Perfecting Pitch Skills

Perfect timing. I’ve just emerged, blinking, from a roller coaster pitch ride, ready to impart a snapshot of my recent learning. As a seasoned pitch veteran, what my experience has taught me is this: there is a holy trinity of successful pitch skills, namely leadership, talent and process. Along the way, I’ve found that some things remain the same, yet each client, brand and agency team presents a series of unique and exciting challenges. The holy trinity is, however, a constant. What remains the same? To a large degree, this is the process itself. We’re talking about nailing the schedule of events, the all-important ‘to-do’ list. It ranges from knowing and analysing the brief well enough to recite it in your sleep, to timetabling deadlines for all the deliverables- and sticking to them. For some, this is a learning curve, but once you’ve successfully navigated the curve, next time up, the journey should be smoother. Talent – intellectual and creative, is embedded in an agency’s DNA. The fine art of pitching demands that this collective talent is applied to what is often a business issue not encountered before, and that insights are gleaned speedily which then inform strategic and creative…

HOW TO CREATE A WINNING NEW BUSINESS PLAN – PART ONE

Here’s the thing: if an agency doesn’t grow, it dies. The commercial imperative is for forward motion, never more so than right here, right now. The industry and technology are changing at an unprecedented rate and change (as well as necessity) is the mother of invention. Those agencies that succeed have strong leadership and a compelling vision of what the future might hold – how they can lead the change and create opportunities for competitive advantage. So, it starts with a vision and it starts with a plan. Success is about the execution– and this means you and the agency team. This vision, these goals, are the pivot around which your new business strategy and effort revolves, so make sure you’re engaged and involved as you will be accountable. That said, new business, whether proactive or organic, is everybody’s business – it’s a collective effort and an agency priority. You, however, will be at the sharp end when senior management comes to call. So first up, what’s the vision and the plan? Here’s a snapshot of what you need to know. Market intelligence A thorough market analysis will identify both threats and opportunities for growth. Conduct a forensic examination of…

Using brain power to drive your pipeline

jfdi recently ran a successful new business seminar in association with The Drum. Entitled ‘Marketing to Marketers’, I was asked to present on thought leadership, which in this age of inbound marketing is increasingly valuable in achieving that prized goal – a burgeoning new business pipeline. So, what is it? We usually understand the term to mean an individual or organisation recognised as expert in a particular field, challenging industry norms, whose views are sought after and rewarded. Most importantly, a thought leader is a trusted source, something that’s in short supply these days as news headlines testify. I would argue that thought leadership sits at the pinnacle of the mountain of content produced by agencies every day. It’s weightier, has more gravitas and at its core is one essential truth: it drives positive change in both the attitude and behaviour of its stakeholders. Most often, those businesses that can lay claim to it have their finger firmly on the pulse of the societal and economic zeitgeist. Therefore it’s no surprise that those that lead the way include numerous tech companies (Apple, Google) and others which present a voice of authenticity and innovative working practices (John Lewis). Whilst many agencies…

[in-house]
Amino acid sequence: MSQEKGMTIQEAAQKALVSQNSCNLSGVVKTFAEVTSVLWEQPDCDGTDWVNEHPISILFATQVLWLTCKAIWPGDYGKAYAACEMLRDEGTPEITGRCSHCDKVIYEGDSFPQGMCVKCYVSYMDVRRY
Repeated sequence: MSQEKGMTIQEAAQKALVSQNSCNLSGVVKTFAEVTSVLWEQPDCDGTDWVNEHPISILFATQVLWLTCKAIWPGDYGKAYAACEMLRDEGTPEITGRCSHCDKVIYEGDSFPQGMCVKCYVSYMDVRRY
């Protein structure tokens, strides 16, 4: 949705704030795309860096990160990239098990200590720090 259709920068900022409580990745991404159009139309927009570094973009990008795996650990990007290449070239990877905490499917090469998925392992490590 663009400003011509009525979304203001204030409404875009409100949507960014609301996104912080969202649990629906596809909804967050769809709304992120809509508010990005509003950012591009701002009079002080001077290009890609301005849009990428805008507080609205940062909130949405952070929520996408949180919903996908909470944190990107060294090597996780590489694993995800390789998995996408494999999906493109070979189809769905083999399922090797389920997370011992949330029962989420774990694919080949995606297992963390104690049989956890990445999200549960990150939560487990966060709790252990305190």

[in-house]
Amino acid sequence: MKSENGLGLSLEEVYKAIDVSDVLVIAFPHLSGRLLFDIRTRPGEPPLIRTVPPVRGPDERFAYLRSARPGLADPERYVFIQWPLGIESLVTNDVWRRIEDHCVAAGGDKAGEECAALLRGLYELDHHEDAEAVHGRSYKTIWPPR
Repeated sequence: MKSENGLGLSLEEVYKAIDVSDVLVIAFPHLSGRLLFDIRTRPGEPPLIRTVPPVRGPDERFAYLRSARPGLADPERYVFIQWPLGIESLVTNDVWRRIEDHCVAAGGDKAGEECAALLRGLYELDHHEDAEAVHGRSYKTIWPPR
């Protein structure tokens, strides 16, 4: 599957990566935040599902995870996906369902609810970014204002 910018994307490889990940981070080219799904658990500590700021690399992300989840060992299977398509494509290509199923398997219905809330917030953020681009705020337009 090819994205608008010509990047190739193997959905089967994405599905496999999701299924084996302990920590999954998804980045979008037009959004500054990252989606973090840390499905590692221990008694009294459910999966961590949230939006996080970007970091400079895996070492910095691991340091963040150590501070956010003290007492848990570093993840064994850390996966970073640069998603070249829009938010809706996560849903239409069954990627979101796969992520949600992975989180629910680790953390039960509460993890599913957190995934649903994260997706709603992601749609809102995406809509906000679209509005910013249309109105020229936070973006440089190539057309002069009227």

Organic Growth – Plan Don’t Pray

Your agency is at least 5x more likely to win new business from your existing clients than new clients. And yet, most agencies fail to approach this significant area of potential growth with the same rigour and vigour as a new client opportunity. Moreover, it’s not a choice – given the first 6-12 months of any new client revenue will be offset against the cost of winning it, you will only achieve profitable growth if you can successfully grow your new business wins into established, long-term, growing clients. Last week, JFDI’s Mark Clark delivered a webcast on this very subject. Here are the 10 top tips for New Business people who want to engage their client leaders /Account Directors in growing their Agency’s existing clients : Firstly, help them recognise the importance of New Business to the Agency. Tell them if they have any aspirations to lead an agency one day, they will need to be able to grow one! It is definitely in their interest to develop these skills. Secondly, you need to give your client teams insights into the New Business market place so they know what the Agency is up against. Next, it is important to share…

HOLD THE GRAVY!

It’s always good for trainers to be compelled to practice what they preach.  I found myself doing just that in the run up to last Thursday’s Early Worm Club, at which I was to give a presentation about giving brilliant presentations.  No pressure there, then! This subject is, of course, my bread and butter and my passion, and I love talking about it, but I was faced with the prospect of condensing what would normally be a four- or six-hour course, into 70 minutes.  Not an easy task but one which the people I train also face on a regular basis.  How neat, then, for me to have to implement the key skills I teach.  I began with thorough audience planning which is, of course, the starting point for any piece of communication but especially so for a presentation; I worked my way though my preparation ‘road map’ and finally arrived at a set of tips, stories and examples which would be relevant to that particular audience on that particular day.  But working out what’s relevant and engaging is only half the story.  There must follow a ruthless session with the paring knife/red pen, to condense, tighten, finesse, trim.  And…